Monday, October 13, 2008
Articles of Faith - Part I
1. Sins of Thought
When I was a child, no one ever asked, but if they had, this was my catechism. And these were the articles of my faith.
“I believe in God. And I believe in heaven and the certainty that it is the reward for the pure of mind, and hell – a deep pit of everlasting brimstone that is as certainly the reward of sinners.”
But the catch for me was that sin goes beyond evil deeds. It is also the mental act of impure thoughts. That blows my mind cause I can stay my hand when tempted to steal, or hold my tongue when tempted to lie, but it is impossible for me to avoid the equally vile sins of thought.
As a child, from little more than tiny seeds of resentment of expectations placed upon me, a forest grew of anger and annoyance and thoughts of bitter revenge. And likewise tiny spores of dissatisfaction with the poverty and want of my circumstance, grew like a flourishing field in light soil enriched with pig manure.
And so, it was hard for me to accept responsibility for the thoughts I entertained in my head of envy or distasteful judgment of other human beings. I knew it placed me in danger of burning brimstone, but though I could stay my hand from committing sins of the body, I could not stay my mind from mental digressions. Scenes and scripts in my mind fell so solidly outside of my control, that I was compelled to think my mind was oft under the control of a spirit other than my own.
So the pit of brimstone couldn’t be ignored with evil pictures unfolding in my mind for which I had little means of prevention. I feared the nasties that played endlessly like the music of a looping MP3-Player. Enough to wonder if perhaps I carried a curse that had descended from one evil individual within the root system of my family tree that would make my mind forever and always think impure thoughts of evil, envy, and disdain.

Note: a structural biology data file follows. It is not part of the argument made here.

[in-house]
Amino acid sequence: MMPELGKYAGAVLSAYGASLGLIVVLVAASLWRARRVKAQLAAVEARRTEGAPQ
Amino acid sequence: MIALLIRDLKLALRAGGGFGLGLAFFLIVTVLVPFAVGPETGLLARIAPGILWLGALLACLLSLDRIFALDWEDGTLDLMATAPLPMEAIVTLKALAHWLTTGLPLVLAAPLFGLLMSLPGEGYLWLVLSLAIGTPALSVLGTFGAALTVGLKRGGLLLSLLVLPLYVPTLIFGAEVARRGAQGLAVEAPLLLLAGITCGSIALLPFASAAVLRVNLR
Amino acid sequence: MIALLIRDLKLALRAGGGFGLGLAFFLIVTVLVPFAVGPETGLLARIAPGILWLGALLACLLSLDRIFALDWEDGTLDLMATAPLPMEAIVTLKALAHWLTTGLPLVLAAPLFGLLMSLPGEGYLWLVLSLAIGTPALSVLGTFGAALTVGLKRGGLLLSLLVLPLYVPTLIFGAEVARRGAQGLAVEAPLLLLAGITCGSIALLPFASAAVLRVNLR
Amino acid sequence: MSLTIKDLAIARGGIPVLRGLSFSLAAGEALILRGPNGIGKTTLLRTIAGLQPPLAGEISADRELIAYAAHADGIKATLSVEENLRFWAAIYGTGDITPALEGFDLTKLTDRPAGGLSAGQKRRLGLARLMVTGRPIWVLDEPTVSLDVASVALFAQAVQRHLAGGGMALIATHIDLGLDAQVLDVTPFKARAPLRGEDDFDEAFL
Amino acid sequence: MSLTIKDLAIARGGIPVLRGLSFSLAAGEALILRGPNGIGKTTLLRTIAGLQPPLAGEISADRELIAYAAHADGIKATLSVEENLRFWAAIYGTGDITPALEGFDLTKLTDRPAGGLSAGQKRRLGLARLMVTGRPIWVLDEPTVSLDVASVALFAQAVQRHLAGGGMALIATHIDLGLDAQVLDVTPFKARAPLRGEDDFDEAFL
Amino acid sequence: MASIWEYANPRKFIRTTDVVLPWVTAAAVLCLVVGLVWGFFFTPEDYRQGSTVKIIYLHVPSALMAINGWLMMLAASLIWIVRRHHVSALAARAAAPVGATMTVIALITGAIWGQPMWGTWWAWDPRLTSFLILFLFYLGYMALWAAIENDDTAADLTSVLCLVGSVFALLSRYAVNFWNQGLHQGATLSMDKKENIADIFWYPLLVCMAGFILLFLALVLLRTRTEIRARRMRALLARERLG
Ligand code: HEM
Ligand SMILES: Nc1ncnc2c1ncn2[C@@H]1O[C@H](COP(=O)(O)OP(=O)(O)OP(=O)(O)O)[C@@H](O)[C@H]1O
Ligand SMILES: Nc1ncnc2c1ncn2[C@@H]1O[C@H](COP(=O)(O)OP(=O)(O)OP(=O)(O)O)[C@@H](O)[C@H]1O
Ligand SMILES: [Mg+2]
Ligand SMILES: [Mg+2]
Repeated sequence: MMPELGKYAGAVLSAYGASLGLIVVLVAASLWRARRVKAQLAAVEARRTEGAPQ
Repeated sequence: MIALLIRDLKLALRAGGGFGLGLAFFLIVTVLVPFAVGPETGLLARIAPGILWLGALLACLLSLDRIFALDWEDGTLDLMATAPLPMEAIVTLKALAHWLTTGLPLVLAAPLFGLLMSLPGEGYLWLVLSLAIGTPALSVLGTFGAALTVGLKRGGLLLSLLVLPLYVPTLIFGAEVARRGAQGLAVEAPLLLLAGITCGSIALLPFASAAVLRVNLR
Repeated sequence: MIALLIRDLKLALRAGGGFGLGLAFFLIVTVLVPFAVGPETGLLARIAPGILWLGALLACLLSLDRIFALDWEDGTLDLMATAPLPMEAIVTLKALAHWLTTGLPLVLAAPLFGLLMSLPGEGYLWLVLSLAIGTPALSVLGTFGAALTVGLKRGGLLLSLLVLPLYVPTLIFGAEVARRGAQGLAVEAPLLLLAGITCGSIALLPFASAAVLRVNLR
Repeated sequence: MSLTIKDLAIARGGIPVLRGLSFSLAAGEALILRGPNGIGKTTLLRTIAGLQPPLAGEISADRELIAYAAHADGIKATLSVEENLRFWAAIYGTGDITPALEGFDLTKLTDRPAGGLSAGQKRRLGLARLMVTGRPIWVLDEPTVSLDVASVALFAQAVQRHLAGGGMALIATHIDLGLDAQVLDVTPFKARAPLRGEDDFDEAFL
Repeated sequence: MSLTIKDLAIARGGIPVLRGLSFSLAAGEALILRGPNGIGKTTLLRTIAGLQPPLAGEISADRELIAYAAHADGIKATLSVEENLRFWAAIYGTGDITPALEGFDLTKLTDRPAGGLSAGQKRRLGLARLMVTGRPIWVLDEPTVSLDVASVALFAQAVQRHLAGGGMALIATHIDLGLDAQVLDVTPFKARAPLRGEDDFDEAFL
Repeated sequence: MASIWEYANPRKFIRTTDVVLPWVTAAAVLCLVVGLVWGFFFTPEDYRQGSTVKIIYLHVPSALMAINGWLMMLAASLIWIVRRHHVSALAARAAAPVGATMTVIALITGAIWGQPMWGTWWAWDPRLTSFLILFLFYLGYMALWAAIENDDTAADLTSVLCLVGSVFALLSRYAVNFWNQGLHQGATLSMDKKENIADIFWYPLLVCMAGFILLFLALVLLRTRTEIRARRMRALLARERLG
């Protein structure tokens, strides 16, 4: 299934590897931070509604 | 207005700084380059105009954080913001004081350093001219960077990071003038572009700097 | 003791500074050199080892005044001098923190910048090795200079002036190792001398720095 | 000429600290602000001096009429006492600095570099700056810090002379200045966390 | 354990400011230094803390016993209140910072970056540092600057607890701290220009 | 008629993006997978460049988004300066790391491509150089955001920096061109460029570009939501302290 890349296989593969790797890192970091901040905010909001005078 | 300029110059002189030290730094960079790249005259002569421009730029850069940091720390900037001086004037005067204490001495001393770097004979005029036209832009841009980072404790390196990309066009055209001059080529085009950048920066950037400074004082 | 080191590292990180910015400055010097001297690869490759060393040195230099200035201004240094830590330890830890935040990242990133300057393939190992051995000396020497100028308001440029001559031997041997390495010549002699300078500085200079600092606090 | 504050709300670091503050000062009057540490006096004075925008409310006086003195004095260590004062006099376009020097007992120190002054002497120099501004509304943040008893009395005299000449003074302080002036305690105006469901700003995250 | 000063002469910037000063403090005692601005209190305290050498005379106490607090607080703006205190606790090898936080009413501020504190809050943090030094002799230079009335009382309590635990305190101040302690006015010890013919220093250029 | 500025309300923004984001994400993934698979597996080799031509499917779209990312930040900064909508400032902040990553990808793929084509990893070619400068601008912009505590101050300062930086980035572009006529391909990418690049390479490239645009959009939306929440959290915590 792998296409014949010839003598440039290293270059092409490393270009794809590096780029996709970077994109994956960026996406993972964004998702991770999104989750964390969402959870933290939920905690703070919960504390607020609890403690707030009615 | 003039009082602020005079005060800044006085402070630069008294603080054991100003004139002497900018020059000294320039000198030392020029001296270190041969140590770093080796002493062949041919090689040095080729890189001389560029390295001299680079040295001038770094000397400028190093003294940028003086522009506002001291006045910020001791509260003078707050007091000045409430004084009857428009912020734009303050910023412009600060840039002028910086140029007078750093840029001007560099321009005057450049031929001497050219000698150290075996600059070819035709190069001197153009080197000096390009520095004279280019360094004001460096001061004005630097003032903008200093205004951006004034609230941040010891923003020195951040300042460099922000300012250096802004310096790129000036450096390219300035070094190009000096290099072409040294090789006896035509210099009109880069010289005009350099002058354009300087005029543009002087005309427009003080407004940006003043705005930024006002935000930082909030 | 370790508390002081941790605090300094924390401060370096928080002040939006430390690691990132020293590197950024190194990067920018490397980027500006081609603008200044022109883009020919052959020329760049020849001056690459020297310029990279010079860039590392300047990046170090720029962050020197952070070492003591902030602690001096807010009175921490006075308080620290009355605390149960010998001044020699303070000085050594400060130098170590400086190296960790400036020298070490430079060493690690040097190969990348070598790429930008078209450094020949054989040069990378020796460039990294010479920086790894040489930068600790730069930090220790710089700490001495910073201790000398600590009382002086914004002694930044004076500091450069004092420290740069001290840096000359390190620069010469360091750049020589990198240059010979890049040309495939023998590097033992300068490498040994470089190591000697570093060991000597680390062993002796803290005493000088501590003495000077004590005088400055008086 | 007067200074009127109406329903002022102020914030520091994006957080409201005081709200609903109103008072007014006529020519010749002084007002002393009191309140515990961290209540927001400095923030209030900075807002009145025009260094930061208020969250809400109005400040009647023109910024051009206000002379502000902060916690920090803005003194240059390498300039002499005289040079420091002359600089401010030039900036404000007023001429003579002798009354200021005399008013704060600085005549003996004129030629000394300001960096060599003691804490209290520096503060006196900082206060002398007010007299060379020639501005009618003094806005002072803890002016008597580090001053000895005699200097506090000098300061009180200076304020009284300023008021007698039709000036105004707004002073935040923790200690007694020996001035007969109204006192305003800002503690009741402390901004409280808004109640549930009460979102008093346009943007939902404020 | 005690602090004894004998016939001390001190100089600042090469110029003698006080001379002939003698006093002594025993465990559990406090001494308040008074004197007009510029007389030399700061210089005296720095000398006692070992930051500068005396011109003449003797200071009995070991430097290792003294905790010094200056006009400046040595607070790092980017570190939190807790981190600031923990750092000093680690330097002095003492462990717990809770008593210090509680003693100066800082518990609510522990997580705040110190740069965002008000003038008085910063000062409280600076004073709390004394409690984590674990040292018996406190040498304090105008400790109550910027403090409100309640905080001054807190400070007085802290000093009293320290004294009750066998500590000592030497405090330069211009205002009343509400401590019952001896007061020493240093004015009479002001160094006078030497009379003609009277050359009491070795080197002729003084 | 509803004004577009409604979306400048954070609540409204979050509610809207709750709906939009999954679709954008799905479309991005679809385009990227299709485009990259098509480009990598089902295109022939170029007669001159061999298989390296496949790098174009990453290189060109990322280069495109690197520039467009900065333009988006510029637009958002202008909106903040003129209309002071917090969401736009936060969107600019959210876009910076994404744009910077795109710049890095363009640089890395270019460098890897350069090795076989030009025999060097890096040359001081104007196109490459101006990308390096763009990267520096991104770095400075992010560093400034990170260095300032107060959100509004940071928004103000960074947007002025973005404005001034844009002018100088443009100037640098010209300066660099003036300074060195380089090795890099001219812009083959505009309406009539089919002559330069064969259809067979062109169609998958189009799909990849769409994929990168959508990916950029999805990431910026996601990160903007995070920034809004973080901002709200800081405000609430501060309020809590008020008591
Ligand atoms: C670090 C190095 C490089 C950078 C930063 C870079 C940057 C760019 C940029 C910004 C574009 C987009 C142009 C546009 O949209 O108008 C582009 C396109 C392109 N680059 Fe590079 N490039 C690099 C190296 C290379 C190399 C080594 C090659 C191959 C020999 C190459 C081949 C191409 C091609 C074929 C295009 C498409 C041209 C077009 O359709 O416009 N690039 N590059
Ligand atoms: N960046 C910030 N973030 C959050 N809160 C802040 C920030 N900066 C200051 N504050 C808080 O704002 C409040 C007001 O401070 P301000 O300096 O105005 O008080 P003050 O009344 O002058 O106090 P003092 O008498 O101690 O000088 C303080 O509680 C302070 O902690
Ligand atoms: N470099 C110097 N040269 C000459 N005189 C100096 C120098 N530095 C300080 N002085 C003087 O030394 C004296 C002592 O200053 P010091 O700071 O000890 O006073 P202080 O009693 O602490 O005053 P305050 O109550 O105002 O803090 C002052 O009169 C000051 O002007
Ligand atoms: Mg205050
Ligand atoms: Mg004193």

My father once told me that the most damnable act one could ever do was to wash a stone three times in a stream and each time repeat, “I wish to be as free of God as this stone is from sand.” And after the third time, there would be no turning back. That life would remain lonely, solitary, and godless.
I had never done it, never contemplated it. But had someone somewhere in my genealogical history done it. Is that why my father knew that and told me that?
So maybe this was the original curse, and maybe that curse is what prompts evil thoughts of hateful disdain for those who belittle things about me. Things over which I have no control – the eats in my lunch pail, my clothes, my shoes, my home, my family, my mother’s plain and unfashionable dress, or the culture of religious beliefs that rule my home.
But I digress when I want to get back to my articles of faith. To continue…
“I believe also that I can only save my soul from eternal damnation by mimicking my mother’s attitude of sparseness, humility, and self-denial.”
Like her, I need to deny the charm of riches, vanity, and worldly pleasures. Like her, I need to form alliances with lonely social misfits (without consideration how such alliances will damage my own status), and though I have a scarcity of luxuries, the few I have, I must willingly share with those who have less.
I do what I must but there is no denying it. I still miss the beloved doll I gave, at my family’s suggestion, to the little girl who had none. I gave Dolly away but, in truth, I still feel more remorse than beatitude for that so-called generous act. And extreme guilt not only about the misplaced loyalty Dolly had in my love and care but also, sadness for my other doll, Lulabell, and her separation from a dearly beloved sister.
NEXT POST: Conclusion - The Fools of Dingley-Dell